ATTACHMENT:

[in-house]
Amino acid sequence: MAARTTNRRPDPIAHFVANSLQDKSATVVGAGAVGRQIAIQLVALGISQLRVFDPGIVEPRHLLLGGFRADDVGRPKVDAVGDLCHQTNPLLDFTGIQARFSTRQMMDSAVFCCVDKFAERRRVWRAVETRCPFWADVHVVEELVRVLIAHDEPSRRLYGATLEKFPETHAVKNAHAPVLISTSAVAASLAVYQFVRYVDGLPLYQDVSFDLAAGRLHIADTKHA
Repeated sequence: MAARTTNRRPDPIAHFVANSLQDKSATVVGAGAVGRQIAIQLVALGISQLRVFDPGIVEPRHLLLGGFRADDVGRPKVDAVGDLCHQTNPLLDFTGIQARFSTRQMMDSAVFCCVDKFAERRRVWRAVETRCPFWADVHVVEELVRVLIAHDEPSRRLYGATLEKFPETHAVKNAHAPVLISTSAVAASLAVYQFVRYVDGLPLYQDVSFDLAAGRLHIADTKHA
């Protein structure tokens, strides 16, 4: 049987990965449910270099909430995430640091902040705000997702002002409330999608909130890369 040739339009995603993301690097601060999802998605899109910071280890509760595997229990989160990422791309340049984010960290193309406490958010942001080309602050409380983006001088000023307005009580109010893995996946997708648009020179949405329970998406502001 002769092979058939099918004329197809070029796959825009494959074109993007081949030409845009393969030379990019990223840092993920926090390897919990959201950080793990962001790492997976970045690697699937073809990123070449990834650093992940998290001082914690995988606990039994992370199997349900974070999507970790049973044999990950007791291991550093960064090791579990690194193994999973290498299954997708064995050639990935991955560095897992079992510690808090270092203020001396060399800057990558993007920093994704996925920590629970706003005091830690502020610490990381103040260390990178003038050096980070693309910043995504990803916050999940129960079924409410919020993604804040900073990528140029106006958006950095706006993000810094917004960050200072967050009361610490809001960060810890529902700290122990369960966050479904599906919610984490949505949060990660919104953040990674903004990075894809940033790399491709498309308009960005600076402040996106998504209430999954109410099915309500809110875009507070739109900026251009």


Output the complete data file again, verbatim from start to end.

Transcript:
[in-house]
Amino acid sequence: MAARTTNRRPDPIAHFVANSLQDKSATVVGAGAVGRQIAIQLVALGISQLRVFDPGIVEPRHLLLGGFRADDVGRPKVDAVGDLCHQTNPLLDFTGIQARFSTRQMMDSAVFCCVDKFAERRRVWRAVETRCPFWADVHVVEELVRVLIAHDEPSRRLYGATLEKFPETHAVKNAHAPVLISTSAVAASLAVYQFVRYVDGLPLYQDVSFDLAAGRLHIADTKHA
Repeated sequence: MAARTTNRRPDPIAHFVANSLQDKSATVVGAGAVGRQIAIQLVALGISQLRVFDPGIVEPRHLLLGGFRADDVGRPKVDAVGDLCHQTNPLLDFTGIQARFSTRQMMDSAVFCCVDKFAERRRVWRAVETRCPFWADVHVVEELVRVLIAHDEPSRRLYGATLEKFPETHAVKNAHAPVLISTSAVAASLAVYQFVRYVDGLPLYQDVSFDLAAGRLHIADTKHA
């Protein structure tokens, strides 16, 4: 049987990965449910270099909430995430640091902040705000997702002002409330999608909130890369 040739339009995603993301690097601060999802998605899109910071280890509760595997229990989160990422791309340049984010960290193309406490958010942001080309602050409380983006001088000023307005009580109010893995996946997708648009020179949405329970998406502001 002769092979058939099918004329197809070029796959825009494959074109993007081949030409845009393969030379990019990223840092993920926090390897919990959201950080793990962001790492997976970045690697699937073809990123070449990834650093992940998290001082914690995988606990039994992370199997349900974070999507970790049973044999990950007791291991550093960064090791579990690194193994999973290498299954997708064995050639990935991955560095897992079992510690808090270092203020001396060399800057990558993007920093994704996925920590629970706003005091830690502020610490990381103040260390990178003038050096980070693309910043995504990803916050999940129960079924409410919020993604804040900073990528140029106006958006950095706006993000810094917004960050200072967050009361610490809001960060810890529902700290122990369960966050479904599906919610984490949505949060990660919104953040990674903004990075894809940033790399491709498309308009960005600076402040996106998504209430999954109410099915309500809110875009507070739109900026251009």